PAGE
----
Chicago’s Chinatown lacks the characteristic bustle and grit of a major city Chinatown. The streets are broad and the sidewalks are crowded more with tourists than with old women pushing carts of chickens and bruised greens. This Chinatown is young; it developed around the intersection of Cermak and Wentworth when a red light district collapsed in the 1920s, and didn’t receive a major wave of immigration until the ’50s and ’60s. Much of the commercial space in the neighborhood is in the rather unsightly 1980s Chinatown Square development north of the old red gate.
Chinatown is a busy South Side commercial district with a CTA Red Line stop near its center, so it’s a popular destination. Students beware: This popularity can be troublesome. Chinatown Square’s Lao Sze Chuan and Joy Yee’s are both worthwhile culinary destinations, but you will probably be seated in between your ex and that kid from your humanities class.
best spot to practice tai chi
Ping Tom Memorial Park
On the former site of a rail yard, the pavilions and bamboo gardens of Ping Tom Memorial Park offer one of Chicago’s finest river vistas. Nestled between rows of gray townhouses and two aging bridges, the park is an uncrowded oasis, with gently rolling lawns dotted by boulders and low trees. Amtrak and freight trains roll over the rusty skew bridge to the south every few minutes, but the swans floating in the river and the old men practicing tai chi in the pavilion don’t seem to mind. Encouraged by and posthumously named for a local businessman and civic leader, Ping Tom belatedly compensates Chinatown for the two parks demolished in the Dan Ryan Expressway’s construction. An underpass to the north leads only to a damp baseball diamond at the moment, but the Chicago Park District has plans to add tennis courts and a pool. A word of caution: the park’s single entrance can be maddeningly obscure (the final episode of a reality show challenged contestants to race there from downtown, sans map), but if you head north from Chinatown’s commercial heart on Wentworth and then head west on 19th Street, you won’t miss it. 300 W. 19th St. (Michael Joyce)
There are plenty of Sichuanese restaurants in Chinatown, but Double Li stands out. Sinus-clearing heat is the order of the day, assuming you can manage to convince the staff that your palate is up to Chinese standards. The black pepper garlic beef tenderloin is a star of the menu, and chef Chungjun “Ben” Li claims most chefs don’t know how to make it. He’s probably right—I’ve never seen it elsewhere. Served with a side of steamed broccoli, the tenderloin chunks are covered in a black pepper and diced garlic rub and cooked more or less dry on the surface. The dry chili chicken and bear paw tofu have received favorable reviews too. Unfortunately, the menu isn’t translated very clearly—the idiomatic meaning of the character translated as “maw” is a Chinatown-spanning mystery, and it’s not apparent that many of the tofu dishes contain chicken and egg. But the staff is helpful, and if you can go with a native speaker, all the better. When asked for hours, an employee reported more hours than occur in a typical 24-hour day. Take these as an educated guess and call ahead. 228 W. Cermak Rd. Monday-Friday, 11am-9:30pm; Saturday, Sunday 11am–10:30pm. Entrees about $10. (312)842-7818 (Michael Joyce)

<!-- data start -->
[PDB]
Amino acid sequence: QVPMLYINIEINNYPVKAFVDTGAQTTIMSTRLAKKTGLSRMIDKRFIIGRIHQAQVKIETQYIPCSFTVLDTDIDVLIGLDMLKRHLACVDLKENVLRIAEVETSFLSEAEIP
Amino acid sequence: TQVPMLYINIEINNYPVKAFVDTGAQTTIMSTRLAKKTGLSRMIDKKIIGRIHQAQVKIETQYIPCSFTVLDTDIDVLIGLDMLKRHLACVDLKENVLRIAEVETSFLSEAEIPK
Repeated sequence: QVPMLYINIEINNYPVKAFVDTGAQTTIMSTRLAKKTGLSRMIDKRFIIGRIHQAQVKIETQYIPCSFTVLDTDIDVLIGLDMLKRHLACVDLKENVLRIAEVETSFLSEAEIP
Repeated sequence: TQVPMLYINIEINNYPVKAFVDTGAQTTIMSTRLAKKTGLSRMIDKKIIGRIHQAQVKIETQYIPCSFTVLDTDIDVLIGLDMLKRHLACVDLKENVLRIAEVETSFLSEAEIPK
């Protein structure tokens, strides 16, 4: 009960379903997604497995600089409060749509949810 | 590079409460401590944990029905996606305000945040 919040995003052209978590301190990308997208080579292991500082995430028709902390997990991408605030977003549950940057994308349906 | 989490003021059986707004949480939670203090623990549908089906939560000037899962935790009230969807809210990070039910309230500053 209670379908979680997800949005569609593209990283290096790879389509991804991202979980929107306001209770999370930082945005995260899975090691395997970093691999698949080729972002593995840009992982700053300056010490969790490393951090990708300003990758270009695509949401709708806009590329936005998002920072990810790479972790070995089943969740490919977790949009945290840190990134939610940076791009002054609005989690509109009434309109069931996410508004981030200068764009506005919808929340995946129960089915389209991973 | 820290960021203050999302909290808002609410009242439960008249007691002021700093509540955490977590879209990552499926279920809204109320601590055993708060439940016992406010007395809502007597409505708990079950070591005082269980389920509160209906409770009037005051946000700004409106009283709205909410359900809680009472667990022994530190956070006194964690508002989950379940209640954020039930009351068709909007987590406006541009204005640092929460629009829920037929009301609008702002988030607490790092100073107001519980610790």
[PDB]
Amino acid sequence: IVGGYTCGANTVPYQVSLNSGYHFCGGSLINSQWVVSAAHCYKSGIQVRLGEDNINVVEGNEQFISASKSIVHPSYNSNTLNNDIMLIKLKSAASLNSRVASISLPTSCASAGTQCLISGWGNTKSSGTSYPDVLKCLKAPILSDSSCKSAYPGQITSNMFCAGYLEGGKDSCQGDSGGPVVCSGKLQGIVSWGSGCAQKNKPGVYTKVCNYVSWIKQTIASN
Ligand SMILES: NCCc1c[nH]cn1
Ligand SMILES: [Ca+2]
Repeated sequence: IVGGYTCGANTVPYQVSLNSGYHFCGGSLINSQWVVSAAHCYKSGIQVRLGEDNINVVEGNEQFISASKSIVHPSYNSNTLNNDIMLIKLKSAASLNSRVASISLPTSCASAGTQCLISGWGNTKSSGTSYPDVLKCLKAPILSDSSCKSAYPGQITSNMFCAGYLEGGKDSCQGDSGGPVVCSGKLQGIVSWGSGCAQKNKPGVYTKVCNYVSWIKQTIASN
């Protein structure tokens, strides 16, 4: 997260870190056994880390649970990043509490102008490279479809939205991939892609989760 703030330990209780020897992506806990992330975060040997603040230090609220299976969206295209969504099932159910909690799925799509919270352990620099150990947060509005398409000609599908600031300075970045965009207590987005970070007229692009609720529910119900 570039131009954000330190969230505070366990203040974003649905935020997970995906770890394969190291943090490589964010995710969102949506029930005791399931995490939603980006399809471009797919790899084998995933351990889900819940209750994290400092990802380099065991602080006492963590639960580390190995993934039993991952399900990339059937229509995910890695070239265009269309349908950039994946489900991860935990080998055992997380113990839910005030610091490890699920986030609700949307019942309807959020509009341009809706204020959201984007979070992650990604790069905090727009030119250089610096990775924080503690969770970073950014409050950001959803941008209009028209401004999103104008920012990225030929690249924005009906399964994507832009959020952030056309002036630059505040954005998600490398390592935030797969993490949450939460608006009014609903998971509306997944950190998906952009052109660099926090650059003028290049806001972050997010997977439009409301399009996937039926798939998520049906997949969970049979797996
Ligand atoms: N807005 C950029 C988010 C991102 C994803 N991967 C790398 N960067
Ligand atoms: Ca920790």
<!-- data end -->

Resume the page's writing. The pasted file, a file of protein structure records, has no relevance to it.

best alternative to joy yee’s
Saint’s Alp Teahouse
Living up to its name in most regards, this outpost of the Hong Kong-based Saint’s Alp Teahouse serves a confusing variety of small plates and tea-ish drinks. I tried #59, the Double Chocolate Sorbie. Clearly invented by someone who’d never tasted a milkshake, the texture resembled ice ground with chocolate syrup and small pieces of mud. In contrast to the MatchaAgar, FavorWater, Coco de Nata, and most of the menu, the Sorbie was not trademarked. But like most of the menu, and the paintings of an Asian-populated cityscape with palm trees, Mediterranean architecture, and double-decker buses, it baffled me. Though not as popular a spot for drinks as Joy Yee’s, Saint’s Alp has a few things going for it if you’re willing to try something new. The service is efficient, but without the bedlam atmosphere, and though the benches are firm, they’re an order of magnitude more comfortable than the Chair Ones at Joy Yee’s. Perhaps the only downside was the Avril Lavigne-heavy soundtrack. 2131 S. Archer Ave. 11am–midnight. (312)842-1886 (Michael Joyce)
best tea shop
Ten Ren Tea
When I was last visiting Ten Ren, a tourist and paterfamilias boldly led his family to the door of the shop. Gazing upon the entirely white and mostly confused customers and the lone, annoyed Chinese employee, he declared, “This is where the real Chinese locals go.” He wasn’t particularly observant, but Ten Ren is an excellent place to buy Chinese and Japanese tea and tea ware. It is the lone Chicago branch of a Taiwanese export company, and Chicago’s only Chinese tea shop that focuses more on good ol’ camellia sinensis than on sea cucumbers, mushrooms and medicinal herbs. Their collection ranges from the lightest senchas and silver needles to the blackest pu-erhs at every quality grade, and their prices are low. The Chicago store with the most comparable selection—Germany’s TeaGschwendner in Old Town—has prices several times Ten Ren’s. While you wait for the clerk to bring you bins of tea to sample, you can admire the perversely intricate sculptures that are their high-end yixing teapots and tasting cups. 2247 S. Wentworth Ave. 9:30am–7pm. (312)842-1171 (Sam Bowman)